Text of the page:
News Around the Republic of Mexico | March 2007
|Mexico’s “Meritorious” President and His Legacy|
Allan Wall - MexiData.info
In the gallery of Mexican historical heroes, none loom larger than Benito Juarez.
Benito Juarez’s birthday (March 21) is a national holiday in Mexico, and to make a three-day weekend out of it schools and government offices are closed on the 3rd Monday of March, which this year falls on March 19.
There might be a Mexican city without a street named after Juarez, but I wouldn’t bet on it. You can see his likeness on Mexico’s most common bill, the 20-peso note.
My Mexican wife can still sing a song she learned in elementary school, about the life and legacy of Benito Juarez. For a short children’s song, it contains a lot of information. The lyrics tell when and where he was born, things he did, and when he died. It also includes Juarez’s most famous quotation: “Entre los individuos, como entre las naciones, el respeto al derecho ajeno es la paz” (Among individuals, as among nations, respect for the rights of the other is peace).
There are statues of Juarez in other countries, including the U.S.A. (New York City, Chicago and Washington, D.C., for example).
Even distant India has a major thoroughfare known as “Benito Juarez Marg” (“marg” means street in India, from the Sanskrit for “pathway”).
Benito Juarez is known as the “Benemerito de las Americas” (the meritorious one of the Western Hemisphere). This title was bestowed upon him by the government of the South American nation of Colombia in 1865.
To date, Benito Juarez is the only full-blooded Indian to have become president of Mexico. That was quite an accomplishment in 19th-century Mexico. Even in 21st-century Mexico, socioeconomic success is still correlated with skin color. And national leadership positions are still disproportionately occupied by representatives of the white end of Mexico’s racial spectrum.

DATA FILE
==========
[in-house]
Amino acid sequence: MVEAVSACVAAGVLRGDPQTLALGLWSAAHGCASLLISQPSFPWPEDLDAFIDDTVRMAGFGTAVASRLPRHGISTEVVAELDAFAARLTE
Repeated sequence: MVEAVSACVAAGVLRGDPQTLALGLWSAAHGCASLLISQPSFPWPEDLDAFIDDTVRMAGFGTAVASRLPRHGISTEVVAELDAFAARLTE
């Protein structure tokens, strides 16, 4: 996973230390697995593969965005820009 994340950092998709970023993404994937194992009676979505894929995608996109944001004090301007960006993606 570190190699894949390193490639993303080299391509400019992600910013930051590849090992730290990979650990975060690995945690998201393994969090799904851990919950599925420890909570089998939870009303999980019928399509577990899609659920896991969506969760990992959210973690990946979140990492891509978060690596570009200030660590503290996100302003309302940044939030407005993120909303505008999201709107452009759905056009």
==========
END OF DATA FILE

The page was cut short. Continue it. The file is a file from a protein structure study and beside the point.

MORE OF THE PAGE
Juarez’ life story is fascinating, a real example of determination. Born March 21, 1806 in the village of San Pablo Guelatao, in Oaxaca state in southern Mexico, Juarez was a member of the indigenous Zapotec ethnic group. Young Benito was orphaned at four, labored as a shepherd, and didn’t even speak Spanish or read and write (in any language) until after moving to Oaxaca City at age 13. There he learned to speak, read and write Spanish, studied law, married, and entered politics.
Benito Juarez eventually served as a judge, congressman, senator, governor of Oaxaca, as well as Mexico’s justice minister, chief justice, and president.
Along the way he also spent some time as an exile, having fled the dictatorship of Antonio Lopez de Santa Anna, living and working in a cigar factory in New Orleans.
Juarez was president from 1858-1872, which included turbulent times for Mexico and for Juarez personally. In fact, he was president during two civil wars.
The first was the bloody “War of the Reform” (1858-1861), between Juarez’ “liberals” and the “conservatives” who occupied Mexico City for most of the war. During this conflict, Juarez himself was captured, barely escaping a firing squad in Guadalajara.
That war was followed shortly after by the “French Intervention” of 1862-1867, in which the Mexican monarchists, the French Foreign Legion, and the Austrian Emperor Maximilian ruled from Mexico City, doggedly opposed by President Benito Juarez, who ran his Republic from the north of the country.
After the Republican victory and Juarez’s return to Mexico City, he continued as president (re-elected in 1867 and 1871) until 1872, when he died of a heart attack working at his desk in Mexico City.
What of his legacy?
Benito Juarez was a 19th century liberal who sought to modernize Mexico and establish a government based on the rule of law.
Juarez was more responsible than anyone else for the secularization of Mexican politics, still much more secular than in the U.S.A.
Juarez favored individual property over communal landholdings, which would have put him at odds with the later post-Revolutionary ejido system.
Despite being indigenous himself, Juarez favored individual rights for Indians as part of the Mexican state, not as part of a collective ethnic identity such as that promoted by today’s “Zapatistas.”
Juarez has his detractors, including those who say he was something of a dictator himself. Maybe, but 19th century Mexico had a high presidential turnover rate, and a president who didn’t keep a firm grip on power would lose it.
One may disagree about Benito Juarez’s legacy, but he remains a giant of Mexican history, whose influence yet today cannot be denied.
Allan Wall is an American citizen who has been teaching English in Mexico since 1991, and writing articles about various aspects of Mexico and Mexican society for the past decade. Some of these articles are about Mexico's political scene, history and culture, tourism, and Mexican emigration as viewed from south of the border, which you can read on his website at AllanWall.net.
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